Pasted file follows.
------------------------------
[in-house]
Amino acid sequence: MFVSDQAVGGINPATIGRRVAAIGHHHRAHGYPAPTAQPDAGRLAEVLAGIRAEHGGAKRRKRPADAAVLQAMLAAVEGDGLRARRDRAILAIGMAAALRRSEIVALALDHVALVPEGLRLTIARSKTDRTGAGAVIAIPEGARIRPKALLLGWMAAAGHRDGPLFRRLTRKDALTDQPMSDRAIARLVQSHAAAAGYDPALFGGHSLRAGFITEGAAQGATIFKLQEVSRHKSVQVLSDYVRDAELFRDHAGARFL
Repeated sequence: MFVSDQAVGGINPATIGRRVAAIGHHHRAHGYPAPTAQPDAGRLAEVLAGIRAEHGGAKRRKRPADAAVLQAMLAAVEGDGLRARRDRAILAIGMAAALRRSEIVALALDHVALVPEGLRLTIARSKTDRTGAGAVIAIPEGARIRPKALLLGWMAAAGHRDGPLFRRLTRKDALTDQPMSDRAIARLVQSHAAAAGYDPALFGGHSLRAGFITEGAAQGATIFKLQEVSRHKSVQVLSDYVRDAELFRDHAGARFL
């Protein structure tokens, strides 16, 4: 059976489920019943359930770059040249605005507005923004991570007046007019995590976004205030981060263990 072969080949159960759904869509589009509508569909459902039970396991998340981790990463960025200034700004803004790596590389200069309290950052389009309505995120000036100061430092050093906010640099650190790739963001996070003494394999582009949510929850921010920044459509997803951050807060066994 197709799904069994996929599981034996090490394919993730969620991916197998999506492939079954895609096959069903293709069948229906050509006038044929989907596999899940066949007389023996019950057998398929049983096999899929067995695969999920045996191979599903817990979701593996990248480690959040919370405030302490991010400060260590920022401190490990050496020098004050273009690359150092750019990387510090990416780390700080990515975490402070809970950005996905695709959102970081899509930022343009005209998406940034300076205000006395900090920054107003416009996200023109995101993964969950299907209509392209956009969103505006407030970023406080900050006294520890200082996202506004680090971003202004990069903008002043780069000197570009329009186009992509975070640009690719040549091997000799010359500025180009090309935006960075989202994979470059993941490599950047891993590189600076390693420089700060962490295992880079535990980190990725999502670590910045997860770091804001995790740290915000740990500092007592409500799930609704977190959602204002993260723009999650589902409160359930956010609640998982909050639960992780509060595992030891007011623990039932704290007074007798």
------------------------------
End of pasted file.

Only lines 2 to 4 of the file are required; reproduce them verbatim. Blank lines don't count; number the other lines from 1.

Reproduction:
Amino acid sequence: MFVSDQAVGGINPATIGRRVAAIGHHHRAHGYPAPTAQPDAGRLAEVLAGIRAEHGGAKRRKRPADAAVLQAMLAAVEGDGLRARRDRAILAIGMAAALRRSEIVALALDHVALVPEGLRLTIARSKTDRTGAGAVIAIPEGARIRPKALLLGWMAAAGHRDGPLFRRLTRKDALTDQPMSDRAIARLVQSHAAAAGYDPALFGGHSLRAGFITEGAAQGATIFKLQEVSRHKSVQVLSDYVRDAELFRDHAGARFL
Repeated sequence: MFVSDQAVGGINPATIGRRVAAIGHHHRAHGYPAPTAQPDAGRLAEVLAGIRAEHGGAKRRKRPADAAVLQAMLAAVEGDGLRARRDRAILAIGMAAALRRSEIVALALDHVALVPEGLRLTIARSKTDRTGAGAVIAIPEGARIRPKALLLGWMAAAGHRDGPLFRRLTRKDALTDQPMSDRAIARLVQSHAAAAGYDPALFGGHSLRAGFITEGAAQGATIFKLQEVSRHKSVQVLSDYVRDAELFRDHAGARFL
């Protein structure tokens, strides 16, 4: 059976489920019943359930770059040249605005507005923004991570007046007019995590976004205030981060263990 072969080949159960759904869509589009509508569909459902039970396991998340981790990463960025200034700004803004790596590389200069309290950052389009309505995120000036100061430092050093906010640099650190790739963001996070003494394999582009949510929850921010920044459509997803951050807060066994 197709799904069994996929599981034996090490394919993730969620991916197998999506492939079954895609096959069903293709069948229906050509006038044929989907596999899940066949007389023996019950057998398929049983096999899929067995695969999920045996191979599903817990979701593996990248480690959040919370405030302490991010400060260590920022401190490990050496020098004050273009690359150092750019990387510090990416780390700080990515975490402070809970950005996905695709959102970081899509930022343009005209998406940034300076205000006395900090920054107003416009996200023109995101993964969950299907209509392209956009969103505006407030970023406080900050006294520890200082996202506004680090971003202004990069903008002043780069000197570009329009186009992509975070640009690719040549091997000799010359500025180009090309935006960075989202994979470059993941490599950047891993590189600076390693420089700060962490295992880079535990980190990725999502670590910045997860770091804001995790740290915000740990500092007592409500799930609704977190959602204002993260723009999650589902409160359930956010609640998982909050639960992780509060595992030891007011623990039932704290007074007798």